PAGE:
Top Republican: Make Social Security recipients pay for endless war

House Republican leader John Boehner gave a revealing interview to the conservative Pittsburgh Tribune-Review this week. He dismissed the need for more financial regulations, saying the draft Wall Street reform bill is like “killing an ant with a nuclear weapon.” Boehner also dabbled in Steve King-style rhetoric, accusing Democrats of “snuffing out out the America that I grew up in.” Then he spoke frankly about Republican priorities:

Boehner had praise, however, for Obama’s troop surge in Afghanistan and stepped-up drone attacks in Pakistan. He declined to list any benchmarks he has for measuring progress in the nine-year war, at a time of increasing violence and Obama’s replacement of Gen. Stanley McChrystal with Gen. David Petraeus.

Ensuring there’s enough money to pay for the war will require reforming the country’s entitlement system, Boehner said. He’d favor increasing the Social Security retirement age to 70 for people who have at least 20 years until retirement, tying cost-of-living increases to the consumer price index rather than wage inflation and limiting payments to those who need them.

“We need to look at the American people and explain to them that we’re broke,” Boehner said. “If you have substantial non-Social Security income while you’re retired, why are we paying you at a time when we’re broke? We just need to be honest with people.”

Boehner handed our president the opportunity to highlight the differences between Republicans and Democrats. Last year Boehner advocated a federal spending freeze, which would have made a severe recession much worse. Now this guy still doesn’t understand how serious the 2008 financial crash was. President Barack Obama plans to slam Boehner’s comments about financial reform at a town-hall event today.

Ideally, Obama would also bash Boehner’s plans for entitlement reform. The top House Republican wants to reduce Social Security benefits for future recipients in order to keep us on a war footing indefinitely. In other words, make working Americans pay the bills for endless war.

Unfortunately, our president seems less and less committed to a timeline for ending the war in Afghanistan. David Dayen predicts, probably correctly, that the July 2011 deadline for drawing down troops in Afghanistan will disappear now that General David Petraeus has replaced General Stanley McChrystal as commander in the theater.

Obama’s unlikely to go to the mat to preserve Social Security either, having just appointed Republican Alan Simpson to co-chair a deficit commission. Simpson wasn’t serious about addressing the budget deficit as a U.S. senator, and his “zombie lies” about Social Security are notorious.

I never expected Obama to be a partisan warrior, but if he can’t be bothered to help build the Democratic brand, could he at least protect Social Security, one of the greatest programs the Democratic Party ever created?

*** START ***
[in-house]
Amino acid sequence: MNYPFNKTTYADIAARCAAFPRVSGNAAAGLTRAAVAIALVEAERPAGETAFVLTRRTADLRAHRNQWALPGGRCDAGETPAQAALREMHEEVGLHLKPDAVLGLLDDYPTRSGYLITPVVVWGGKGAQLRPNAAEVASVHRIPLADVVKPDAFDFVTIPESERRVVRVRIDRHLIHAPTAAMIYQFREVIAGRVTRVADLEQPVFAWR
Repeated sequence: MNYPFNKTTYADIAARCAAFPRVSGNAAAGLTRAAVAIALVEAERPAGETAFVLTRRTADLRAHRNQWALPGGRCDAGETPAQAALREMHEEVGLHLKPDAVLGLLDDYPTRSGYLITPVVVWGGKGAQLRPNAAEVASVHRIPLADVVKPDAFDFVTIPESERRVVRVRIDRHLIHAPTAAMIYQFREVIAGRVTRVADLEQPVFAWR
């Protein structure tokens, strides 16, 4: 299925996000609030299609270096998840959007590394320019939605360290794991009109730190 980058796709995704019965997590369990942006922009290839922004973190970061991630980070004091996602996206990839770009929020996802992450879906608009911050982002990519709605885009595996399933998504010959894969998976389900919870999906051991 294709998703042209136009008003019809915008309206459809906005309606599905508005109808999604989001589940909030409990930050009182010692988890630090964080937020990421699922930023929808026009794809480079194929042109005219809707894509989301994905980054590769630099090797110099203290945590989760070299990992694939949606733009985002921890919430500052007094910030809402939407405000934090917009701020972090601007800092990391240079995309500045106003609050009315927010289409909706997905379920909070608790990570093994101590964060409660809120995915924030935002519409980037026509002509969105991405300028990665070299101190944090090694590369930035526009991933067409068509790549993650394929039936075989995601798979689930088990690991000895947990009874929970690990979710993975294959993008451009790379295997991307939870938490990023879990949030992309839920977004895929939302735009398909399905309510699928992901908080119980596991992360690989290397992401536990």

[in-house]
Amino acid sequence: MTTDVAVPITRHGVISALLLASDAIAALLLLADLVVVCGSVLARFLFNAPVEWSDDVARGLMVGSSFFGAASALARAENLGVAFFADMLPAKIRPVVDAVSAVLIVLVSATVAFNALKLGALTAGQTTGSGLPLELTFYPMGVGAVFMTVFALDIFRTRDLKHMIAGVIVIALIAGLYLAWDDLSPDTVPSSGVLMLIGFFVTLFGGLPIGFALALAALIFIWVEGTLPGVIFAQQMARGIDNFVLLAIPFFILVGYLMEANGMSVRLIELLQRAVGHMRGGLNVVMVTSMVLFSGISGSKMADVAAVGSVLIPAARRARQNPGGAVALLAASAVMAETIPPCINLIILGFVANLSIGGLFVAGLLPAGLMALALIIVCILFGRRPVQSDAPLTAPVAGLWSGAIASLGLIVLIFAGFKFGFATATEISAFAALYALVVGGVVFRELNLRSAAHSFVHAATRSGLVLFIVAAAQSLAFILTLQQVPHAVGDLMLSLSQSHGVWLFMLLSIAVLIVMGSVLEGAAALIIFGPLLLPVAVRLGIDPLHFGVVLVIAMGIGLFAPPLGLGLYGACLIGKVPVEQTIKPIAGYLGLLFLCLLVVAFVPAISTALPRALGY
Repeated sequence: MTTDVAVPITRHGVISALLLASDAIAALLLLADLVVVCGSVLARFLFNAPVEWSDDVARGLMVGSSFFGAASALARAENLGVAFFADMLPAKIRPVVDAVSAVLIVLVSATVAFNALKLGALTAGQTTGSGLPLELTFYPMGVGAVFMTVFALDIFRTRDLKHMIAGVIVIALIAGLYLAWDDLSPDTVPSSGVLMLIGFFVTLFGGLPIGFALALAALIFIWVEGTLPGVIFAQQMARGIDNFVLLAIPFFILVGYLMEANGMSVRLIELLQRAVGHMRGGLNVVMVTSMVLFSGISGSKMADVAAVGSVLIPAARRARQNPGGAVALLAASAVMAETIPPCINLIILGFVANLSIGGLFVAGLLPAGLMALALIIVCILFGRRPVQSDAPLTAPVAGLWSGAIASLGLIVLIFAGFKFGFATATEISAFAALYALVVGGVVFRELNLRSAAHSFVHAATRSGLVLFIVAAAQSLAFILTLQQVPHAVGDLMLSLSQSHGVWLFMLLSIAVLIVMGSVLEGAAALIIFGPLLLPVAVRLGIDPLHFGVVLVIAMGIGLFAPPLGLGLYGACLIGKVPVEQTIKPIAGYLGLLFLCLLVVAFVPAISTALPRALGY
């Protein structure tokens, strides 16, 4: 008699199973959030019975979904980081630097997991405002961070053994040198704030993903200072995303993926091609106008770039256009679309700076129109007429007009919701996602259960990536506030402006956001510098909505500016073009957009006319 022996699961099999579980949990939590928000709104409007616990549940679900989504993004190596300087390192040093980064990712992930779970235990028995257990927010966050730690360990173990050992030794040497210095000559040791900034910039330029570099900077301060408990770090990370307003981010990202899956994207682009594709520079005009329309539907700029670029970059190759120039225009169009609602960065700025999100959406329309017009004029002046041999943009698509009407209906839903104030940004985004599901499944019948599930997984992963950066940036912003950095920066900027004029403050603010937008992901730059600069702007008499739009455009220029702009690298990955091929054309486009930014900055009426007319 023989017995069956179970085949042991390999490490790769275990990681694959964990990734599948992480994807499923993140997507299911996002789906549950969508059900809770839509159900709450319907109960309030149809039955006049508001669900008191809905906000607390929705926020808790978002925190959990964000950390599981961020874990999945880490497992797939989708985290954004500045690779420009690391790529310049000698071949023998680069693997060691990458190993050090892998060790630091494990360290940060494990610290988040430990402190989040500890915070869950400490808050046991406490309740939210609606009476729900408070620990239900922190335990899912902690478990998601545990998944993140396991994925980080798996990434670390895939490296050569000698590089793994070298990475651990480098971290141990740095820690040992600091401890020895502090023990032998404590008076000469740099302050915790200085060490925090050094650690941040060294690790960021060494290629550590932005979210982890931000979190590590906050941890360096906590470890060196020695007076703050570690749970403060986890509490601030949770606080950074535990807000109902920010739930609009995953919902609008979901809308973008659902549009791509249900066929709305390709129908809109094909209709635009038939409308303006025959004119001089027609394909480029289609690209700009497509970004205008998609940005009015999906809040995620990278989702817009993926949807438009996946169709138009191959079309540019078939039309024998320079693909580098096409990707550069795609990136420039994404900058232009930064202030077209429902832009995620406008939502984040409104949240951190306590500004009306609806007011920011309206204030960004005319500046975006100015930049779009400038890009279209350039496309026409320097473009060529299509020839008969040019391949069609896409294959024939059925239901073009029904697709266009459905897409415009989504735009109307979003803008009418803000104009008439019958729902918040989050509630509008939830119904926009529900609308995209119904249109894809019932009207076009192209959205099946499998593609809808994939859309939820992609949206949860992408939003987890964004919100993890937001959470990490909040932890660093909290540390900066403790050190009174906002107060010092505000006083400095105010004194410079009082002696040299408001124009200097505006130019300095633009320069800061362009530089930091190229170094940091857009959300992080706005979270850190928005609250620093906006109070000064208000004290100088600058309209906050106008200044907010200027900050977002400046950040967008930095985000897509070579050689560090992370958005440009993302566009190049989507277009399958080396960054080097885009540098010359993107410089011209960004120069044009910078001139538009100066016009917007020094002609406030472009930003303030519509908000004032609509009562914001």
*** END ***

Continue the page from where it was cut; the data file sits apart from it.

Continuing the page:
UPDATE: The president shouldn’t count on Americans supporting endless war in Afghanistan.

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Harkin, Grassley help sink deficit-cutting commission

Iowa Senators Tom Harkin and Chuck Grassley voted no on Tuesday as the Senate rejected an amendment to “establish a Bipartisan Task Force for Responsible Fiscal Action, to assure the long-term fiscal stability and economic security of the Federal Government of the United States, and to expand future prosperity and growth for all Americans.”

President Barack Obama supported creating that commission, which is the brainchild of Senate Budget Committee Chairman Kent Conrad. The goal is to find some way to get big Social Security and Medicare cuts through Congress. Don’t get me started on why a Democratic president and a bunch of Democratic senators are so keen on cutting the most successful programs Democrats have ever enacted.

Anyway, Conrad’s idea was for the commission to work out a comprehensive deficit reduction strategy, which Congress would be not be empowered to amend before voting on it. Two decades ago, a similar procedure was developed for recommending military base closings to Congress.

Conrad’s amendment, offered to a bill that raises the U.S. debt ceiling, failed on a bipartisan 53-46 vote. 36 Democrats, 16 Republicans and Joe Lieberman voted for creating the deficit reduction commission, while 22 Democrats, 23 Republicans and Bernie Sanders voted no (roll call here). Bloomberg News reported,

Conrad’s idea was attacked from the left and right, with groups such as the Washington-based anti-tax Americans for Tax Reform saying it would mean higher taxes while the AFL-CIO and NAACP said it would lead to cuts in federal benefits.

It was also opposed by lawmakers who lead congressional committees with authority over tax and spending programs. Among them are Senate Finance Committee Chairman Max Baucus of Montana, Appropriations Chairman Daniel Inouye of Hawaii, Commerce Committee Chairman Jay Rockefeller of West Virginia and Tom Harkin of Iowa, head of the health-care panel.

Senate Republican Conference Chair Lamar Alexander told Politico that Obama needs to “produce a Democratic majority in favor of” this idea if he wants more Republicans to vote for it.

During tonight’s State of the Union address, Obama is expected to announce plans to create his own deficit reduction commission. Bloomberg noted yesterday that “Such a panel’s recommendations ordinarily could be ignored by lawmakers, although Conrad, North Dakota Democrat, is trying to negotiate an agreement to guarantee a vote.”

Too bad the wrong North Dakota Democrat is retiring from the Senate.

Any relevant comments are welcome in this thread.

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